2015-06-24 / Editorial

DADDY'S WAY

Don Lively

“Dad, can we get a pizza from A and A for dinner?”

It was one of my kids inquiring several years ago when we were still living Out West but were on our annual vacation to the homeplace. To explain, my kids grew up sounding, for all the world, like Yankees even though their mother is a Texan and I am from right around these parts. So, when they asked about the pizza for dinner, they meant for the nighttime meal that we know of around here as supper. Dinner, as we all know, is mid day. A and A is our neighborhood country store and they had recently begun selling and serving great pizza that had quickly become my kid's favorite vacation meal.

But none of that is the point of the story.

“Just because we are on vacation doesn't mean that y'all can eat pizza every day. We still need to eat healthy even when we're traveling,” I said with all the artificial sincerity I could muster.

Daddy was still on earth at the time and he overheard the conversation.

“Let them eat pizza. There's nothing wrong with it. Pizza has bread, meat and vegetables, everything you need.”

He went on to explain the ingredients, the crust being the carbohydrates, the pepperoni and sausage being the protein, the cheese being the dairy and the mushrooms and peppers and onions being the vegetables.

I didn't bother explaining that my kids, every one of them, would immediately pick off the mushrooms and peppers and onions before they dined.

Instead I said, “Okay, who are you and what have you done with my Daddy?”

After all, this was the same man who made me eat cabbage and turnips and rutabagas and collard greens.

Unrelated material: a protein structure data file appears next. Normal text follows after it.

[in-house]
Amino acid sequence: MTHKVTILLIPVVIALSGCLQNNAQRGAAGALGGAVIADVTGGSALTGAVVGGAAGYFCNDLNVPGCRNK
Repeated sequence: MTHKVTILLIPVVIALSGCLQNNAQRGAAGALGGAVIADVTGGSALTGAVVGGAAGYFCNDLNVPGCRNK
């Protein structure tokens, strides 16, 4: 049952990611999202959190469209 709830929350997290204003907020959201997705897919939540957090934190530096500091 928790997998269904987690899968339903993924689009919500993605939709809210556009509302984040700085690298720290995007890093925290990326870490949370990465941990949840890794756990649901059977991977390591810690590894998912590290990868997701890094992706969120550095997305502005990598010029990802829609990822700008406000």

Who also made me eat oyster stew.

Pork brains mixed with scrambled eggs.

Squirrel mull.

You get the idea.

Granted, I eventually learned to like all of those Southern delicacies.

Well, not the hog brains and squirrel.

I can do without either of those, thank you very much.

The point of all this is, Daddy, like every man that becomes a grandfather, experiences a change.

It's called mellowing.

Last week we celebrated dads with the Sunday we call Father's Day. We all know that Father's Day is not near the love fest that Mother's Day is with all the flowers and candy and presents and dinners out.

Still, for the ones of us whose fathers have left for Heaven, Father's Day is a time of reflection. And around the Blessed South, our ol' Southern Daddies are nearly revered for their wisdom and common sense.

The older I get, the more I understand Daddy's ways.

If I'd stayed out too late and came home after having consumed a few too many of certain drinks that I wasn't old enough to have any of, he wouldn't holler and yell, he knew that boys were going to be boys. Instead, before the sun came up he'd have me occupying a tractor seat, plowing or harrowing or cultivating and wishing I had died in bed.

It won't cure a hangover but it will make you never want to have another one.

If I got in a fight at school he'd never get mad about it. He expected me to never start a fight, never be a bully, but if I was in a fight I should be the one to finish it.

That one served me well years later when I was a street cop and half the people I came across wanted to take a swing at me.

Daddy took us to church on a regular basis but he was not one to do a lot of Biblical lecturing. But on more than one occasion he would quote lines from an old spiritual hymn, “You gotta walk that lonesome valley. You gotta walk it by yourself.” I had no idea exactly what he meant those decades ago but now I do. There's a popular saying these days that basically states that honesty is doing the right thing even when nobody's looking.

I've tried to live by that one too, or by Daddy's version of it.

I hope I've done well by him.

And, if it's actually possible for he and Mama to look down on me and the rest of his progeny, I pray we are living up to his good name.

Happy Father's Day Daddy and say hello to the Father for me.

Don Lively is a freelance writer and author of the new book, South O' Yonder. He lives in Shell Bluff, Georgia. Email Don at Livelycolo@aol.comand visit his website, www.DonLively.com.

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